Your College Student Needs a Health Care Power of Attorney (and you do, too)
For those of you with children that have attained their 18th birthday and, especially, for those with children that may be heading off to college in the fall, it is important that they have a health care power of attorney (HCPOA) in place. Young adults are highly susceptible to injuries, illnesses and accidents for which important medical decisions need to be made. This can be even more challenging when those children are residing far away.
Health care powers of attorney are used to appoint someone to serve as your designated representative, or agent, to make medical decisions for you in the event you are unable to make them yourself. We typically think of HCPOA’s for adults and, most often, for senior citizens who are prone to accidents, serious illnesses and dementia. A typical scenario is when the person requiring medical attention is unconscious or dealing with impaired cognition due to medications in their system.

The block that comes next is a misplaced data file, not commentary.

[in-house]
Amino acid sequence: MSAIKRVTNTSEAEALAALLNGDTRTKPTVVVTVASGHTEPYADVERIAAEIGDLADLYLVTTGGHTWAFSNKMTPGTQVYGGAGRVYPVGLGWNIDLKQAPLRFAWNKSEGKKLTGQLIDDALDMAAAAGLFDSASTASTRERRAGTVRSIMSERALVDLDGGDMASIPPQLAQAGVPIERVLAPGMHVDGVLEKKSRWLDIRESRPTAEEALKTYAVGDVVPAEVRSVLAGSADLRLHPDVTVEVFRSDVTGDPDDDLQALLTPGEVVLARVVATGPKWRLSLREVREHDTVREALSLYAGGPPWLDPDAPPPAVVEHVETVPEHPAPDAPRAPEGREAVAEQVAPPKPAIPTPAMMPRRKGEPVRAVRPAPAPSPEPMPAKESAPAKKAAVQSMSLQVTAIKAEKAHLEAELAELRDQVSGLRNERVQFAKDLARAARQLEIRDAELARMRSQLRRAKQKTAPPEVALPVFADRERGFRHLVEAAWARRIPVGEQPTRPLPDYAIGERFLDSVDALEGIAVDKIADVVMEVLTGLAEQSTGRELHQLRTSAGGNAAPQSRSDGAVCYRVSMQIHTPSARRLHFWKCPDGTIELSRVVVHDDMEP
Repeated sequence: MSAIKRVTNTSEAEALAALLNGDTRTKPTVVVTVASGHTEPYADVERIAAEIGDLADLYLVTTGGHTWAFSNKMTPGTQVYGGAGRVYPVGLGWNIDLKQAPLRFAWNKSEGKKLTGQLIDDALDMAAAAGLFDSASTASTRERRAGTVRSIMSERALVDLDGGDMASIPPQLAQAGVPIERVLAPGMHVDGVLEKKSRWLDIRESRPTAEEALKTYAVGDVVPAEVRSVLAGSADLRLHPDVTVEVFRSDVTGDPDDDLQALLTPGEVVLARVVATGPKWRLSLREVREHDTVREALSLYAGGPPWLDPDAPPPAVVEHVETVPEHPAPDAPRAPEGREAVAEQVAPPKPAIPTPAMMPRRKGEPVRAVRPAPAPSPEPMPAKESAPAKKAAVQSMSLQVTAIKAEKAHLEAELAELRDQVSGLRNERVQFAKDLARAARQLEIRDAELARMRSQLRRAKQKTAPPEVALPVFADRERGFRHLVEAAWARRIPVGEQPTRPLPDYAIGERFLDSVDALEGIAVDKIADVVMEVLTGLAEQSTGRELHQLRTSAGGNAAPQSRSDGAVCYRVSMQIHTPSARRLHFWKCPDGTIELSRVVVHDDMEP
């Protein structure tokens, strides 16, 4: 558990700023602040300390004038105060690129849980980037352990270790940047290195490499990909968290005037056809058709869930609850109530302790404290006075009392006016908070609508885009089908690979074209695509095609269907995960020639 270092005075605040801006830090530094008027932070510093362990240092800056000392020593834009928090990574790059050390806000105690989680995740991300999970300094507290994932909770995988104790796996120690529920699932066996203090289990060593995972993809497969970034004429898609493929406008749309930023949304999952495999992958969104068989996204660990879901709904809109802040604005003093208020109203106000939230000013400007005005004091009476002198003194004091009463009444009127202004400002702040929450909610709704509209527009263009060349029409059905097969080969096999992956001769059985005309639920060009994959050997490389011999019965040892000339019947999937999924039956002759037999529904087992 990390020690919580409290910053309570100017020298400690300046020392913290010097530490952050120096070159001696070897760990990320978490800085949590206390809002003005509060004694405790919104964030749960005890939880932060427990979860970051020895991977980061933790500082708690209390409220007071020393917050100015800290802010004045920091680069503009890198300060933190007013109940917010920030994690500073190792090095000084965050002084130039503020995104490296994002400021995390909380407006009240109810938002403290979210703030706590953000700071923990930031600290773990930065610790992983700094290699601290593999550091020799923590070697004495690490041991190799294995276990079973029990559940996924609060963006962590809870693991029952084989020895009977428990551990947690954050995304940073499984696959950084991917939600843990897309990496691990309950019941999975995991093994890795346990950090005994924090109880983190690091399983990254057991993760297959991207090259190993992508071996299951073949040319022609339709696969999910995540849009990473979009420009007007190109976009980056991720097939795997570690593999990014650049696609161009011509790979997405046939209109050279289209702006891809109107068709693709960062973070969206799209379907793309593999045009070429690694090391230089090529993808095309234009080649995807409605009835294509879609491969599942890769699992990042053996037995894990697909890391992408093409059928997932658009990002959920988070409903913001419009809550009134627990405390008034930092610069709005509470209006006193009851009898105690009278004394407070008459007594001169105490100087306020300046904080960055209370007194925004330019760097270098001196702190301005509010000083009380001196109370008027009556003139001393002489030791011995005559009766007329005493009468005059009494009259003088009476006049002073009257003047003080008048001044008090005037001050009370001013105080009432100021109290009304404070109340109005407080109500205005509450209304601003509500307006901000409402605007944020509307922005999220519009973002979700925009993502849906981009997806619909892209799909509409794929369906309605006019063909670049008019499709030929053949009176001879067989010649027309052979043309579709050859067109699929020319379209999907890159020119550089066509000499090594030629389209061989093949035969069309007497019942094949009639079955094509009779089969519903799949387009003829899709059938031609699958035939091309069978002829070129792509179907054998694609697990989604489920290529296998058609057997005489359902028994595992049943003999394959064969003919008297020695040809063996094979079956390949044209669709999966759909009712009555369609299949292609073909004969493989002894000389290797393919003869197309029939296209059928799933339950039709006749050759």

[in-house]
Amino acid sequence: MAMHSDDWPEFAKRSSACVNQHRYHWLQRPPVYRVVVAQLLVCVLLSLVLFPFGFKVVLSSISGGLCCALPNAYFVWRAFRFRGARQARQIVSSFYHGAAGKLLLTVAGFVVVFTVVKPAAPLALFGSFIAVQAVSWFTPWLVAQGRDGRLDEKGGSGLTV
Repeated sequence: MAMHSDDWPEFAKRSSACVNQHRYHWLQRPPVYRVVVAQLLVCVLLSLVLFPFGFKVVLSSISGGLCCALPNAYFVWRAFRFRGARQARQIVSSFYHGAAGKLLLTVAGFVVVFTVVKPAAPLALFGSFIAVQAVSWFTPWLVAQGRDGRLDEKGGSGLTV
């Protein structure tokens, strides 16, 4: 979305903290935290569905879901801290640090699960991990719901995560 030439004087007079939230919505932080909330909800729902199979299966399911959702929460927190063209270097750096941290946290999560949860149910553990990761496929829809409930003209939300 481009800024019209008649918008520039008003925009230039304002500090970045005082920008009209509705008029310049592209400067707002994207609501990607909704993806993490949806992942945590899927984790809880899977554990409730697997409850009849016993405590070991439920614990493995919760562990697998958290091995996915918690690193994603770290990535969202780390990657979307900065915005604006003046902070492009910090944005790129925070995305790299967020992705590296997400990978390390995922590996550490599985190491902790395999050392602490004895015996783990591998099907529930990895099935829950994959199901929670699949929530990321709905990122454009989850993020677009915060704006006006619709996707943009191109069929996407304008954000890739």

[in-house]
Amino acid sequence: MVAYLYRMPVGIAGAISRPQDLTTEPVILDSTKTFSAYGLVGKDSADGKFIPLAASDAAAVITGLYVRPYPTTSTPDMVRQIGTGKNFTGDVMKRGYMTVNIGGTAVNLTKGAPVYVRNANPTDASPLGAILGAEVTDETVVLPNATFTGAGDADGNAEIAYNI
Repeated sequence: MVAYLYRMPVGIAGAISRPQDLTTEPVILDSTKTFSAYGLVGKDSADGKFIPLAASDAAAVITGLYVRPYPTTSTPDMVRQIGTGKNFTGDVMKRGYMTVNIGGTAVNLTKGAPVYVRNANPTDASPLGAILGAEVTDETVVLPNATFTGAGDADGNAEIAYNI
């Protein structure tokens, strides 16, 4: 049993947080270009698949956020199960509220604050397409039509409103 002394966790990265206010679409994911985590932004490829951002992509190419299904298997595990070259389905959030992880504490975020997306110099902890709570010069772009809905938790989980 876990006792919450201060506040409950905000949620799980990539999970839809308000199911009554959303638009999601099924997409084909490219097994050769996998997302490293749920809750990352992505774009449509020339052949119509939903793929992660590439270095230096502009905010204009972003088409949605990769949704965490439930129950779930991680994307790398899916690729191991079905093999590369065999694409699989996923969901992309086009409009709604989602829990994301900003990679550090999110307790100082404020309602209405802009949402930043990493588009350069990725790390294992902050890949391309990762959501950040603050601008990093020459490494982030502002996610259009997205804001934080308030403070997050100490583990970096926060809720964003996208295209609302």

Upon attaining their 18th birthday, your children are deemed to be adults in the eyes of the law. At that point, parents do not have an automatic right to step in and make medical decisions for their children if they become incapacitated. Moreover, in accordance with HIPAA, parents do not necessarily have rights to even access their children’s medical records or receive information from the treating physicians about the child’s medical condition.
Please note that many colleges also have their own forms that students should fill out to authorize the school to talk to you, the parents.
We encourage you to discuss these important documents with your children and other family members. Use the free Health Care Power of Attorney form available on the Maryland State Attorney General's website using the link above. And while you are at it, if you don't have this important document for yourself, consider printing extra copies and fill one out for you.